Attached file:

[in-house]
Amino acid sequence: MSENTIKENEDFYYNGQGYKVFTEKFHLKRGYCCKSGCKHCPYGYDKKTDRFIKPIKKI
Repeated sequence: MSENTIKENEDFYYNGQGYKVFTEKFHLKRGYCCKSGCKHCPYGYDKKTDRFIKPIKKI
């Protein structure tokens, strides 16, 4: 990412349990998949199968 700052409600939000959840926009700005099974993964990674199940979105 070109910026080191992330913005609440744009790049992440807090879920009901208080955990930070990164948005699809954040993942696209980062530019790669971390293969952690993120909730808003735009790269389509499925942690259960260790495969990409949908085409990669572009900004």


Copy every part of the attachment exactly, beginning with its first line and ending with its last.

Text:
[in-house]
Amino acid sequence: MSENTIKENEDFYYNGQGYKVFTEKFHLKRGYCCKSGCKHCPYGYDKKTDRFIKPIKKI
Repeated sequence: MSENTIKENEDFYYNGQGYKVFTEKFHLKRGYCCKSGCKHCPYGYDKKTDRFIKPIKKI
């Protein structure tokens, strides 16, 4: 990412349990998949199968 700052409600939000959840926009700005099974993964990674199940979105 070109910026080191992330913005609440744009790049992440807090879920009901208080955990930070990164948005699809954040993942696209980062530019790669971390293969952690993120909730808003735009790269389509499925942690259960260790495969990409949908085409990669572009900004």